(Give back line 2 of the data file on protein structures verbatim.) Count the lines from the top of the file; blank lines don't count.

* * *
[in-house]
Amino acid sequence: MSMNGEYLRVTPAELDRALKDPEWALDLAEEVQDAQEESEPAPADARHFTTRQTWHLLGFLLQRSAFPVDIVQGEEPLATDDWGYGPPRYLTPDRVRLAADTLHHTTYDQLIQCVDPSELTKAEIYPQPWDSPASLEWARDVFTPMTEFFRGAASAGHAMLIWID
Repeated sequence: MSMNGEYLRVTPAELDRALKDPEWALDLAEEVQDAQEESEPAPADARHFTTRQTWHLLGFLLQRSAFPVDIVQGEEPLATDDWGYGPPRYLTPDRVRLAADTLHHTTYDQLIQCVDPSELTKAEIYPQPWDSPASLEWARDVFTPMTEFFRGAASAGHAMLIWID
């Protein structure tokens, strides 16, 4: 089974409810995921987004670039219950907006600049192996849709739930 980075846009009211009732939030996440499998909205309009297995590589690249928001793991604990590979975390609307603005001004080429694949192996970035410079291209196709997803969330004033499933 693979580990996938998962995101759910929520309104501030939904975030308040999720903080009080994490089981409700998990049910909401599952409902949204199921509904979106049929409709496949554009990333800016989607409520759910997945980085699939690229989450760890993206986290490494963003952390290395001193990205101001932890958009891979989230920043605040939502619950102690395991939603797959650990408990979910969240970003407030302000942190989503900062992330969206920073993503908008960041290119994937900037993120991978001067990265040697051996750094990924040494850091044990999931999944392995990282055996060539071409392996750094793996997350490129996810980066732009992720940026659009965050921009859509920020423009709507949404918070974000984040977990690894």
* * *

Amino acid sequence: MSMNGEYLRVTPAELDRALKDPEWALDLAEEVQDAQEESEPAPADARHFTTRQTWHLLGFLLQRSAFPVDIVQGEEPLATDDWGYGPPRYLTPDRVRLAADTLHHTTYDQLIQCVDPSELTKAEIYPQPWDSPASLEWARDVFTPMTEFFRGAASAGHAMLIWID